A: “The poem as selfie is the aesthetic criterion of contemporary verse” (Geoffrey Hill)
A: It has served as a training ground.
Example: “A line like ‘what if hot dogs were the cut-off horns of meat unicorns’ can be interesting on Twitter,” says Mark Leidner in an interview with Blake Butler on htmlgiant, describing how Twitter has helped him think about aphorism. “But copied & pasted into the literary form of the book, it becomes much more boring…because while briefly interesting, its central juxtaposition doesn’t target anything I more than superficially care about.”
A: It has provided forms.
Example: Matias Viegener’s 2500 Random Things about Me Too (Les Figues, 2012), which constructs a compelling, incisive memoir through the completion of 100 “25 Random Things about Me” posts on Facebook. Using those lists as a supple form, Viegener’s book resembles what he writes about Joe Brainard’s I Remember: “Memories are cumulative and Brainard’s book proves the futility of linear narrative in relation to the past. Each entry thickens and complicates Brainard’s life or his ‘identity.’”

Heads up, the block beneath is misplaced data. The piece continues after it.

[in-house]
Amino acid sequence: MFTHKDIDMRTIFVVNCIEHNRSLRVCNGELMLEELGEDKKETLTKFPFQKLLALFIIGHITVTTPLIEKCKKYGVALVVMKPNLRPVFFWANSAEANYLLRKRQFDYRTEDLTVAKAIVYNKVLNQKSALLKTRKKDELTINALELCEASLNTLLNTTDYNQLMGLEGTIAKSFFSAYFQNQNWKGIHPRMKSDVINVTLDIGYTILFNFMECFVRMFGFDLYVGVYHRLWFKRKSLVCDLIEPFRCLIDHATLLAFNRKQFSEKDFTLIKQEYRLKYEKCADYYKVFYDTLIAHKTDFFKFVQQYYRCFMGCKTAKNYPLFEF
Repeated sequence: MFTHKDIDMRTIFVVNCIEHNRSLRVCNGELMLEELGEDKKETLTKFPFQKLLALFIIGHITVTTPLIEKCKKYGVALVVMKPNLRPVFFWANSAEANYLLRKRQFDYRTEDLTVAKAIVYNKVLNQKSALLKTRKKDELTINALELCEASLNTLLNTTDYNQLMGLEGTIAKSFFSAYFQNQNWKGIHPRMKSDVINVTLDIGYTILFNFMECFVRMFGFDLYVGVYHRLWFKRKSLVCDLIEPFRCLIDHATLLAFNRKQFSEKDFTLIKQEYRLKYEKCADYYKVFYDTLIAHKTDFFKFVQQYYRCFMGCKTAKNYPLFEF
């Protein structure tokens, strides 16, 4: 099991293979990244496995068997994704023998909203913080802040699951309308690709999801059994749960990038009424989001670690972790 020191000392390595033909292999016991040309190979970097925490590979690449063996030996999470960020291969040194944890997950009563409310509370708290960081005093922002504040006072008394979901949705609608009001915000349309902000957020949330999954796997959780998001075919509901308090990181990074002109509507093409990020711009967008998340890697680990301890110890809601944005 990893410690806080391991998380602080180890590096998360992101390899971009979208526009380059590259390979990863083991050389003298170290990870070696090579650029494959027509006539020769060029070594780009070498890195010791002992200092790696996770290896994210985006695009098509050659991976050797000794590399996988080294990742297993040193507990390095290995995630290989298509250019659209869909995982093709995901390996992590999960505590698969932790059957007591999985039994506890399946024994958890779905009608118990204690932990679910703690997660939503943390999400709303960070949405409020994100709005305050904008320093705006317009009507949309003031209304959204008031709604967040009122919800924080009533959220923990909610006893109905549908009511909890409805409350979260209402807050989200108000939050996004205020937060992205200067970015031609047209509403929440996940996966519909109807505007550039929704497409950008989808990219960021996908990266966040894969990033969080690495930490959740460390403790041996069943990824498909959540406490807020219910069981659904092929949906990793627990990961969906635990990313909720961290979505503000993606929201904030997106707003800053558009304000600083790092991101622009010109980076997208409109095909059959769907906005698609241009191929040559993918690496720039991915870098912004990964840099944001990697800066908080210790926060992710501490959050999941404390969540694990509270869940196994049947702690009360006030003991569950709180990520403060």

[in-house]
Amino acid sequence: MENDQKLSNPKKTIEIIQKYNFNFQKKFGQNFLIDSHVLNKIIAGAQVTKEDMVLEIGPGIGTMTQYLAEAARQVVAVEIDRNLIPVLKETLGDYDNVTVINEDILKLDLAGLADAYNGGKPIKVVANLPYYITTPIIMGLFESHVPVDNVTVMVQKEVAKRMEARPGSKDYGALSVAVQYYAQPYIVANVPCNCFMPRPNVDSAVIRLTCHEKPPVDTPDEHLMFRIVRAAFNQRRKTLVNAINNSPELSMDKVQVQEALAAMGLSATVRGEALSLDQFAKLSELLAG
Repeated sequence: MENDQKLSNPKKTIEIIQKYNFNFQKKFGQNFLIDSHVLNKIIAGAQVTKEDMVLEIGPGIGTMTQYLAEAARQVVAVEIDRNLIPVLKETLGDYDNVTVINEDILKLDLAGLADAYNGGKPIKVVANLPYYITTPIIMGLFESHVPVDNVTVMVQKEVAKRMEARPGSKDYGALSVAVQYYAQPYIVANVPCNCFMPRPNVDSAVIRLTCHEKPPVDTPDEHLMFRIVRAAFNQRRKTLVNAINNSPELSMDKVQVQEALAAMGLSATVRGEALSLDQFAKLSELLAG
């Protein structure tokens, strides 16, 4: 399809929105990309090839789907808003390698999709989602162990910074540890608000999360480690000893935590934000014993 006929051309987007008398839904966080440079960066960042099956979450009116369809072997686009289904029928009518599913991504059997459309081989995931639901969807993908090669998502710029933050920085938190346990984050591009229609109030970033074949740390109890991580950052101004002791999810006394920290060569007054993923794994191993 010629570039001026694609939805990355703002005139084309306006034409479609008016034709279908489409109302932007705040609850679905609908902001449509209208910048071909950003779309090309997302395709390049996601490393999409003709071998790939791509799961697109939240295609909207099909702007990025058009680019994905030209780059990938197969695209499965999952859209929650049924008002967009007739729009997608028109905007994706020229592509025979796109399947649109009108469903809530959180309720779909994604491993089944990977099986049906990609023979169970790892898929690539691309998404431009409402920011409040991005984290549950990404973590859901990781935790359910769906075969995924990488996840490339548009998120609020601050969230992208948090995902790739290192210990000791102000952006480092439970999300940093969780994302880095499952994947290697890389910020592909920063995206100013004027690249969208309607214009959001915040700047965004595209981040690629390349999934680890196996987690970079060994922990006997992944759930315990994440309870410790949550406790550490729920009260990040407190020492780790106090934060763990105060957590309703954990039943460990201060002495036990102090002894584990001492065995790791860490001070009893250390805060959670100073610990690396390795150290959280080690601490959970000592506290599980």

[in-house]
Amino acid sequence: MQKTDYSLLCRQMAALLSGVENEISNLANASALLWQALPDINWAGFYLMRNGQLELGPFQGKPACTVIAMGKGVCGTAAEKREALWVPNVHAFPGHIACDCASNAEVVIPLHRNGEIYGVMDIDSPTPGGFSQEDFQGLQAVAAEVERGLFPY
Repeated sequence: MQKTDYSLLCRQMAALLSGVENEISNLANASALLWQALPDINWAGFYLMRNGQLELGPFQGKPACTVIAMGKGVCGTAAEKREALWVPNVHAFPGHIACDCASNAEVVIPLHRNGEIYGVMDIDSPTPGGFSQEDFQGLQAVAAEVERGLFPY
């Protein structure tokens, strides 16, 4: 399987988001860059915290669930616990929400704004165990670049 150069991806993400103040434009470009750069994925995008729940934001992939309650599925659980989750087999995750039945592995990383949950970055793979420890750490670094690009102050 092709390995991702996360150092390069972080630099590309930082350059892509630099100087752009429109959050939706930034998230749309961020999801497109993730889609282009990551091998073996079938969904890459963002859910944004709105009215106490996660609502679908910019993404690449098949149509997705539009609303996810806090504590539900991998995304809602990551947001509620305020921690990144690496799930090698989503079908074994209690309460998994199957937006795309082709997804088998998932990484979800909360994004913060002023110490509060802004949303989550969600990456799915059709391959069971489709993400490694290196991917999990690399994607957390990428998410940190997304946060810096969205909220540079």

Not flattening, not reducing, but thickening, complicating.
A: It has provided modes of consciousness.
Example: Juliana Spahr’s This connection of everyone with lungs (U. California, 2005). Demonstrates a consciousness composed by the ways in which “the news refreshes every few minutes on the computer screen and on the television screen,” so that one who is attempting mindfulness absorbs the rapid stream of “the six-hundred-year-old Spanish Haggadah now in Sarajevo” and of “the release of Saaduddin Ibrahim and his twenty-seven employees” and of “J Lo [giving] Ben a prenuptual demand for sex four times a week.”